Give Mr. Andros 80 Jack Armstrongs and he would be in heaven. Give him an individual who looks like Jack Armstrong but who is secretly Greg Stanley, and he is "appalled and sick to his stomach." I do not believe that four years of college and a chance to be part of "big-time football" is worth giving up my personal identity and self-respect. Mr. Andros demands this.
I learned in one year as an OSU football player what most people who watch and love college football never know: that each player is a piece of property. When that property is considered no longer desirable it is dumped as quickly and at the lowest cost to the owner as possible. Football is big business, operating on a profit-loss basis. Human feelings cannot be allowed to gum up the works of that beautifully efficient machine. If they were, how could a coach ever make a name for himself?
Ex Football Player
Andros is tough but fair. He dictates on the field, but his players have free rein off the field. As responsible young men, very few abuse this freedom. And Andros' repeated winning seasons reflect this. Andros bends with the changes in society but does not yield. The word which coincides with success is moderation.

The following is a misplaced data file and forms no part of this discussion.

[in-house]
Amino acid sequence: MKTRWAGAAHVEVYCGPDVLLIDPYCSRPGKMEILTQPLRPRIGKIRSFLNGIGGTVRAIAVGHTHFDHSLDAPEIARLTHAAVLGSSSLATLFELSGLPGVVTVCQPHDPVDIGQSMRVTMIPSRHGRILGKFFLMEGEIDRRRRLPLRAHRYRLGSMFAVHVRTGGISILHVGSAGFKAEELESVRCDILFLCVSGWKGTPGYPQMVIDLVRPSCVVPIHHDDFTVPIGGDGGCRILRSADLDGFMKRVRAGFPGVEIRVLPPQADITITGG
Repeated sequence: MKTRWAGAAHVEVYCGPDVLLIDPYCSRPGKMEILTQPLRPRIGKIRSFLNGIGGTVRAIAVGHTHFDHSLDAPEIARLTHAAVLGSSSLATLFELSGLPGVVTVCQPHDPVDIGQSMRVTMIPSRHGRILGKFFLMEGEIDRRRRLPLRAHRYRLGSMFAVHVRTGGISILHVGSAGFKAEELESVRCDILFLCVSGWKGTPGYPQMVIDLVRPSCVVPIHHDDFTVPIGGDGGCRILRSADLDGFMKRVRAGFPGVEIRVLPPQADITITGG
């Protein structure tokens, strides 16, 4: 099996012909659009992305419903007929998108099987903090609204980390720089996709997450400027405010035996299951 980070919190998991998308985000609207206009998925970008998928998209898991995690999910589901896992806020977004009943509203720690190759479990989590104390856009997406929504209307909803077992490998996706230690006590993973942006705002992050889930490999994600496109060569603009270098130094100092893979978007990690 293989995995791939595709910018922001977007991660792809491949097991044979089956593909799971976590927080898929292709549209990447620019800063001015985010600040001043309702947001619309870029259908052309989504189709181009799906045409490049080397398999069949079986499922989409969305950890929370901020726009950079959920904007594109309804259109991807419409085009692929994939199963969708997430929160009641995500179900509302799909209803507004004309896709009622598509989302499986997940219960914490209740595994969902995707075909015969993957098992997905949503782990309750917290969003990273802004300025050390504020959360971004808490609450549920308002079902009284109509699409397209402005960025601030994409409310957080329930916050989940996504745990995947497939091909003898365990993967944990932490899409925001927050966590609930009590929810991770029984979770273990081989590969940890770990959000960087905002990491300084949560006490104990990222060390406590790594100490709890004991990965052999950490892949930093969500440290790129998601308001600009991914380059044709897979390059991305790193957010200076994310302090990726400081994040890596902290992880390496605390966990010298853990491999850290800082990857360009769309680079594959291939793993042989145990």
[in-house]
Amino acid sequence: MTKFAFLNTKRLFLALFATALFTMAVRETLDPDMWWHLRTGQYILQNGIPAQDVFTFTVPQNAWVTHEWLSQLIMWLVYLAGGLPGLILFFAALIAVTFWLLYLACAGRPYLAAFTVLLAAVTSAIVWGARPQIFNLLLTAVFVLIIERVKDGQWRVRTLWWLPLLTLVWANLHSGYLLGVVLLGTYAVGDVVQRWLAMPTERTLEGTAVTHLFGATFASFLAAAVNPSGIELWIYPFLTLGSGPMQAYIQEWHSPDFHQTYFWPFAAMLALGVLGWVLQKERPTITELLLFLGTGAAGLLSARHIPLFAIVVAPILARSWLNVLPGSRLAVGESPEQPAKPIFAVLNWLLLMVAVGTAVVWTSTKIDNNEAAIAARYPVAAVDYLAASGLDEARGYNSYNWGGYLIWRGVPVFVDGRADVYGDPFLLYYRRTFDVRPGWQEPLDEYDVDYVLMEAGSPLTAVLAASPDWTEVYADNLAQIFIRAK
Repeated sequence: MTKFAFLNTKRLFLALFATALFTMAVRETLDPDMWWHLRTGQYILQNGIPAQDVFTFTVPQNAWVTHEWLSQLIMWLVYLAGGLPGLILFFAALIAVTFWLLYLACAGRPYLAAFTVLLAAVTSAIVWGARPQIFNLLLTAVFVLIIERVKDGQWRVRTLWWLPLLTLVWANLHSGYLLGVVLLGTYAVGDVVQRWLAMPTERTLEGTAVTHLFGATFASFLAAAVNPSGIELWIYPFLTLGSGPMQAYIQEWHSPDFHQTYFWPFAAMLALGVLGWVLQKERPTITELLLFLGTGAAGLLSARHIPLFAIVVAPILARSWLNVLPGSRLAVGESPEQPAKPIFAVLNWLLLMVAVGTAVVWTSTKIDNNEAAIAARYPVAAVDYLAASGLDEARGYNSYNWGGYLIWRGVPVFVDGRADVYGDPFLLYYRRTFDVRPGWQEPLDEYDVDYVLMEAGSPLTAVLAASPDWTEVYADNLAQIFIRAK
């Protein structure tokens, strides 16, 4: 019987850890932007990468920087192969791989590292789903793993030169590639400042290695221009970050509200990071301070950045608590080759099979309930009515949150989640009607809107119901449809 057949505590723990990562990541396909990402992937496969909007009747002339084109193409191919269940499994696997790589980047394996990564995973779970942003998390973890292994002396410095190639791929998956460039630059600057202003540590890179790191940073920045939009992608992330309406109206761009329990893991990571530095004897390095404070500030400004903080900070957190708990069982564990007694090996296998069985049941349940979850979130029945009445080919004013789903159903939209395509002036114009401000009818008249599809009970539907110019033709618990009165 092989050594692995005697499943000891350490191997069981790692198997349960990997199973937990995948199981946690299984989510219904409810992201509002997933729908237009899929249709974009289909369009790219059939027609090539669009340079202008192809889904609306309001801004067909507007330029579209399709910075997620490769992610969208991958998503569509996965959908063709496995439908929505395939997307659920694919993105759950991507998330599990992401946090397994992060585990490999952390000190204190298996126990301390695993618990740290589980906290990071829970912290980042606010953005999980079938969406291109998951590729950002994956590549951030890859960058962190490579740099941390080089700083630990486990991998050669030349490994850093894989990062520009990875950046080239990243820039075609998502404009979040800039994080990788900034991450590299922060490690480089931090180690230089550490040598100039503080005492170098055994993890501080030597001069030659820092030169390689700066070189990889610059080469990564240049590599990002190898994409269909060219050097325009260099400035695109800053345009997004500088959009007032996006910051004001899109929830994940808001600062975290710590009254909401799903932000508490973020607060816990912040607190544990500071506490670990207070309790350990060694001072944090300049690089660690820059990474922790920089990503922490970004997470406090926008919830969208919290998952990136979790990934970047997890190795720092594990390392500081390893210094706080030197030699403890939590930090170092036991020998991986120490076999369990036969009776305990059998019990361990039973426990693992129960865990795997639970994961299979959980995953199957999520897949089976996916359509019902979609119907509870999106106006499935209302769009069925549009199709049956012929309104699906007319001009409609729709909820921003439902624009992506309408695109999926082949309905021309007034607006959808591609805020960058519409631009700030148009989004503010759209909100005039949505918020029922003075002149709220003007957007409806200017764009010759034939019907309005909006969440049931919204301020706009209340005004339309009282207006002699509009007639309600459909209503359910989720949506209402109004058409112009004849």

MICHAEL L. McDONALD
Success is the offspring of discipline. There is not a successful man anywhere, be he a doctor, lawyer, businessman or professional athlete, who is not well disciplined.
It would be a grave mistake to take away any coach's power to discipline, be it at the junior high, high school or college level. Our nation needs disciplined people now more than ever. It is obvious that most of our young people are growing up without it. At least our athletes can learn to develop discipline. Let's continue to give them the opportunity. We can't afford not to.
J. BARRY HART
The following observations concern articles in your Sept. 1 issue. In an article about Owen Williams (Living Dangerously at Forest Hills), Kim Chapin says that Williams decided he was never going to be a winner because Jack Kramer told him his size-12 feet, among other things, would prohibit that. Then, in the article on Stan Smith (Davis Cup? Get Stan Smith to Take Care of that Chore), Budd Collins quotes Smith as saying: "It took me a while to learn how to manage my size-13 feet." Since author Collins feels that Smith is our No. 1 player, I can only conclude that Kramer, who is one of the greatest players of all time, is no judge of feet.